Monday, September 7, 2009

Dubs Rub

1 1/2 Tbsp Paprika
1 1/2 Tbsp Smoked Paprika (can be hard to find, but I have gotten it at whole paycheck)
1 Tbsp Cumin seed (toasted and ground or pre-ground)
1 Tbsp coriander seed (toasted and ground or pre-ground)
2 tsp Dried garlic (or garlic powder if no spice grinder available)
2 tsp Dried onion (or onion powder)
1 tsp Ground white pepper
1/2 tsp Ground black pepper
1 Tbsp Oregano (Leaf or powder)
1/2 tsp Cayenne pepper (or more if you like it spicier)

Add salt when you put on your meat to your taste

Monday, August 31, 2009

A work in progress

Here is a sample of what I do on a daily basis. Unfortunately, there are no ingredient amounts yet or pictures. However, if you have some knowledge of cooking you might use this as a guideline or inspiration for a snazzy asian dinner.

Ahi Tuna Poke with Sesame crackers and spicy garlic mayonnaise

Ahi tuna, diced (got my inspiration for this from the islands)

Macadamia nuts, toasted, lightly crushed

Green onions, diced

Avocado, diced

Sea salt

Chile sauce

Sesame seeds, toasted


Chili garlic sauce


Mirin-Sake butter poached fish with Garlic Soba Noodles and Ginger fried Broccoli

Mirin (This is a gread way to cook delicate fish like halibut)




Garlic Head, roasted

Soba noodles

S and P

Green onions, sliced

Black sesame seeds, toasted (these can be harder to find, but add a nice color contrast to dishes)


Broccoli (I like to use the stems and florets)

Peanut oil

Soy sauce

Upside Down Fig Tartlets with Cardamom whipped Crème Fraiche


Crème Fraiche (whipped with cardamom seeds and sugar)



Puff dough (I found a good product at wholefoods that doesn't have transfats)

Tuesday, August 4, 2009

As Promised....A vinaigrette recipe

Citrus Herb Vinaigrette

3 Valencia oranges
1 Shallot, minced
4-5 Fresh thyme sprigs
1 Bay Leaf
1 Tbsp Extra virgin olive oil
Salt and pepper to taste
chopped parsley
1 tsp Dijon mustard
1/2 C Extra virgin olive oil

Juice the three oranges.

Set a skillet on medium heat and pour in the EVOO. Then add the minced shallots, thyme sprigs and bay leaf. Lightly sweat for a few minutes to soften up the shallots and reduce heat to low. Sprinkle in just a little salt. Pour in the OJ. Slowly simmer the juice, stirring periodically, until slightly reduced. Remove from heat. Strain into a measuring cup; try to shoot for about 1/4 C to 1/3 of strained liquid.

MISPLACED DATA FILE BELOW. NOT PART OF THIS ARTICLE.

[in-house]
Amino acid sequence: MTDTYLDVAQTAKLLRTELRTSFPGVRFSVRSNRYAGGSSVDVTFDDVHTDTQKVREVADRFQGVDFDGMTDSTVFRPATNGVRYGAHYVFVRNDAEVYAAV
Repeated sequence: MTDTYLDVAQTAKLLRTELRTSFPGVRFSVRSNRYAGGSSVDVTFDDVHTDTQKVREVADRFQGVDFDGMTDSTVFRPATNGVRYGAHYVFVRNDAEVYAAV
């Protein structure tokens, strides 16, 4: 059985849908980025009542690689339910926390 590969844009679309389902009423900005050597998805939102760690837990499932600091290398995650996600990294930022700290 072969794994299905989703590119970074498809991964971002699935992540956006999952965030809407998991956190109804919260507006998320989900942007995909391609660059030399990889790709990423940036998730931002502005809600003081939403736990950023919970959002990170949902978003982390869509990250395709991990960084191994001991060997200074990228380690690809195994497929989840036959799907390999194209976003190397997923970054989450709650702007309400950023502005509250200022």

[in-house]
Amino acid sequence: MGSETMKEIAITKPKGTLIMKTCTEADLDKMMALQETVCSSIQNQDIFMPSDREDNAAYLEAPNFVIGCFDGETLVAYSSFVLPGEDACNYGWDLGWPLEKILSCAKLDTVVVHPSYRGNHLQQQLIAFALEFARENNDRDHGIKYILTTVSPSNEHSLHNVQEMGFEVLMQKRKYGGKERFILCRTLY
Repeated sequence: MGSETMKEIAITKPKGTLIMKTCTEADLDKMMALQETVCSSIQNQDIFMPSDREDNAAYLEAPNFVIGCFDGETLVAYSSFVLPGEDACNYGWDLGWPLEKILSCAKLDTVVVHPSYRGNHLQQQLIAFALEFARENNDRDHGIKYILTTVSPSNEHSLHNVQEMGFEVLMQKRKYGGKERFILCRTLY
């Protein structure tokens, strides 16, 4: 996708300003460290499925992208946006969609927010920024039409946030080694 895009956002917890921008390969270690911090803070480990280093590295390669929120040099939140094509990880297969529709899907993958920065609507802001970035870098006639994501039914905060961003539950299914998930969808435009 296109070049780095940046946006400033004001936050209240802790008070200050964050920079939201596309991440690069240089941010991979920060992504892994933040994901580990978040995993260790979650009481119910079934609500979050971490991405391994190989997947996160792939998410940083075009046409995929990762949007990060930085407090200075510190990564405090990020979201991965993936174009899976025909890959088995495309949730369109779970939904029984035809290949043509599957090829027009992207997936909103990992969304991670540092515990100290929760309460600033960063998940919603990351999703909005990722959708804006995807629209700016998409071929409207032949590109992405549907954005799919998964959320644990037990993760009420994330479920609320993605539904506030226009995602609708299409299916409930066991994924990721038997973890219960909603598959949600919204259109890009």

Pour the strained juice into a glass mixing bowl. Add the Dijon and then whisk in about 1/2 C of Extra Virgin olive oil. Mix in the fresh parsley. Taste for seasoning. Add more salt and pepper as necessary.

This recipe is great on roasted Beets for a salad or drizzled over grilled halibut. But play around with it and try it on all kinds of stuff. It's easy and yummy to make!

Wednesday, July 29, 2009

Yeah, Meatloaf Rocks!!!

A lot of times when I tell people what I do they end up asking me the question, "What do you like to cook?" Or some version of that question. I love to cook all kinds of foods. Sometimes, though, the best foods are the simplest comfort foods. So keep that in mind when I give you this recipe for meatloaf. Yes, that's right, meatloaf. But this meatloaf is no wimpy meatloaf, and I will write in a few variations if you get tired of the original.

Kevin's Pepper Meatloaf
1/2 tsp Red Peppercorns
1/2 tsp Black Peppercorns
1/2 tsp White Peppercorns
1 Tbsp Extra virgin olive oil
1/2 White onion, diced
2 Garlic cloves, minced
1/2 tsp Rosemary, Fresh, chopped
1/2 tsp Thyme, Fresh, chopped
1 LB Ground Beef, 10% fat
1/2 LB Ground Buffalo
1/2 LB Ground Pork
2 Eggs, beaten
1/2 C Panko Bread crumbs
1/2 C Parmesan cheese, finely grated
Preheat oven to 400 degrees. Get out your loaf pan usually 9" x 5" x 3".
Place whole peppercorns in a medium skillet over medium heat and heat until fragrant. Set aside to cool for a few minutes. When the peppercorns have cooled slightly place them all into a spice grinder and pulse to grind. Wipe out skillet with a paper towel.
Place skillet back on medium heat and add the Extra virgin olive oil and diced onions and garlic. Season with some salt and gently sweat the onions for about 5 minutes until translucent. If the heat is too hot, turn it down, because you don't want to brown the onions. Add the chopped thyme and rosemary, stir gently and remove from the heat to cool.
In a large bowl, place the ground meats, eggs, bread crumbs, and Parmesan. When the onion mixture is cool, add that in, too. Gently mix with your bare hands. You want to incorporate all the ingredients, but not mix it too vigorously. The more you "work" the ground meats the tougher the meatloaf can become. When it is thoroughly and gently mixed, place the mixture into the loaf pan. Gently push it into the corners and even it know to make it look like a loaf ;-).